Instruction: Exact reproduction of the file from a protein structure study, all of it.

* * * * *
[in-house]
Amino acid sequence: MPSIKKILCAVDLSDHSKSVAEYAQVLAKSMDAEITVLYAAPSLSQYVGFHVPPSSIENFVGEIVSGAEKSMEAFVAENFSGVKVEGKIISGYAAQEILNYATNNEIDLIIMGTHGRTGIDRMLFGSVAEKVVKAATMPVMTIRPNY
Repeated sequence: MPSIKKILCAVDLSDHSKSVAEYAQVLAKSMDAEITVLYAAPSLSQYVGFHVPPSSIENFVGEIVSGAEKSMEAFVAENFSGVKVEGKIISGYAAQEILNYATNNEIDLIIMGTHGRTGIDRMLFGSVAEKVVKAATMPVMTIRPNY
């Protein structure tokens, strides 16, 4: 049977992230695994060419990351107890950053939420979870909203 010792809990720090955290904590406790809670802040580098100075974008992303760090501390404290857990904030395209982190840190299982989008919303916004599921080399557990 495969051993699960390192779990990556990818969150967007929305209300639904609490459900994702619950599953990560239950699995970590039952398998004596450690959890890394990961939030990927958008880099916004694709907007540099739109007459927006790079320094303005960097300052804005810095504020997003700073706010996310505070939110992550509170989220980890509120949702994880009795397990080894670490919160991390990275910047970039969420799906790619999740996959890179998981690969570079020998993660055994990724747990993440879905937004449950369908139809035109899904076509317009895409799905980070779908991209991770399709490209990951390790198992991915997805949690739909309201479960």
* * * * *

[in-house]
Amino acid sequence: MPSIKKILCAVDLSDHSKSVAEYAQVLAKSMDAEITVLYAAPSLSQYVGFHVPPSSIENFVGEIVSGAEKSMEAFVAENFSGVKVEGKIISGYAAQEILNYATNNEIDLIIMGTHGRTGIDRMLFGSVAEKVVKAATMPVMTIRPNY
Repeated sequence: MPSIKKILCAVDLSDHSKSVAEYAQVLAKSMDAEITVLYAAPSLSQYVGFHVPPSSIENFVGEIVSGAEKSMEAFVAENFSGVKVEGKIISGYAAQEILNYATNNEIDLIIMGTHGRTGIDRMLFGSVAEKVVKAATMPVMTIRPNY
């Protein structure tokens, strides 16, 4: 049977992230695994060419990351107890950053939420979870909203 010792809990720090955290904590406790809670802040580098100075974008992303760090501390404290857990904030395209982190840190299982989008919303916004599921080399557990 495969051993699960390192779990990556990818969150967007929305209300639904609490459900994702619950599953990560239950699995970590039952398998004596450690959890890394990961939030990927958008880099916004694709907007540099739109007459927006790079320094303005960097300052804005810095504020997003700073706010996310505070939110992550509170989220980890509120949702994880009795397990080894670490919160991390990275910047970039969420799906790619999740996959890179998981690969570079020998993660055994990724747990993440879905937004449950369908139809035109899904076509317009895409799905980070779908991209991770399709490209990951390790198992991915997805949690739909309201479960």